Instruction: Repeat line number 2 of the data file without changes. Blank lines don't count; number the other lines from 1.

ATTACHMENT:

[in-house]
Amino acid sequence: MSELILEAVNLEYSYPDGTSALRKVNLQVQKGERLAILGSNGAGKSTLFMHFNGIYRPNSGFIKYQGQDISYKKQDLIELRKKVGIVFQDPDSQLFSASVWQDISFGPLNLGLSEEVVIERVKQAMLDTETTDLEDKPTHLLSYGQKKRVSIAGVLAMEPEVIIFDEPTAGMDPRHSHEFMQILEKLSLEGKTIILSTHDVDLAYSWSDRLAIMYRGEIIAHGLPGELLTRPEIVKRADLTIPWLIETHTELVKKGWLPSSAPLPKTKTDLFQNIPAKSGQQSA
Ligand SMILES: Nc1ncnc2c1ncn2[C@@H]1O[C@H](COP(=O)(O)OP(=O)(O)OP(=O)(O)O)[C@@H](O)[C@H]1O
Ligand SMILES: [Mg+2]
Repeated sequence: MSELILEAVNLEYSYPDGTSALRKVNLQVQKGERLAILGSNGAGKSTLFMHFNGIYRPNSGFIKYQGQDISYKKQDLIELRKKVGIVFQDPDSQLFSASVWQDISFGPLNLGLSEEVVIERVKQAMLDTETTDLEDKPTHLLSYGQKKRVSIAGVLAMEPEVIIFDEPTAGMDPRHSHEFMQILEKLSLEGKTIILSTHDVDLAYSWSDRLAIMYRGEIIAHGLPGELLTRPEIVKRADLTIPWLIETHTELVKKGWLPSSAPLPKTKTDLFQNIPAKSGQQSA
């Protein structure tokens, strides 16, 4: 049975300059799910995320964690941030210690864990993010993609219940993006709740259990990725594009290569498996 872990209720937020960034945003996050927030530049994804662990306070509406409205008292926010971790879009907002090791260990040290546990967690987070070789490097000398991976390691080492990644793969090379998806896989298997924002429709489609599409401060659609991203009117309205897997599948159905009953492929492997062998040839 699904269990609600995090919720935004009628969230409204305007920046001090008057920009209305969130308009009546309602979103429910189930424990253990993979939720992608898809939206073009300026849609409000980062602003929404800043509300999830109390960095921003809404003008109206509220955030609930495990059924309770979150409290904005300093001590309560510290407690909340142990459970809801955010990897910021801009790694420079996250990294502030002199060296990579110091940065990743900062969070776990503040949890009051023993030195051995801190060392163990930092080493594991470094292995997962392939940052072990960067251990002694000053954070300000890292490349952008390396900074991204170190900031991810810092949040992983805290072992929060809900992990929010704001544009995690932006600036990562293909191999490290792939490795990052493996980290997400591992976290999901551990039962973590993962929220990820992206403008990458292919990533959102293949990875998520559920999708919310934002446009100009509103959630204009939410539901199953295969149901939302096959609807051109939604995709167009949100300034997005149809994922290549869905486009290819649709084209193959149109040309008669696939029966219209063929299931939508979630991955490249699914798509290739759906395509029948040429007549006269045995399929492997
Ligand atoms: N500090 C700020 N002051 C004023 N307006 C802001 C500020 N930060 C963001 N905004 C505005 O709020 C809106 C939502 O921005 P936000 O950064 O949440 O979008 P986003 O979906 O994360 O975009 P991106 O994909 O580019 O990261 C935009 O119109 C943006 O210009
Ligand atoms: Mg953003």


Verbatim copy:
Amino acid sequence: MSELILEAVNLEYSYPDGTSALRKVNLQVQKGERLAILGSNGAGKSTLFMHFNGIYRPNSGFIKYQGQDISYKKQDLIELRKKVGIVFQDPDSQLFSASVWQDISFGPLNLGLSEEVVIERVKQAMLDTETTDLEDKPTHLLSYGQKKRVSIAGVLAMEPEVIIFDEPTAGMDPRHSHEFMQILEKLSLEGKTIILSTHDVDLAYSWSDRLAIMYRGEIIAHGLPGELLTRPEIVKRADLTIPWLIETHTELVKKGWLPSSAPLPKTKTDLFQNIPAKSGQQSA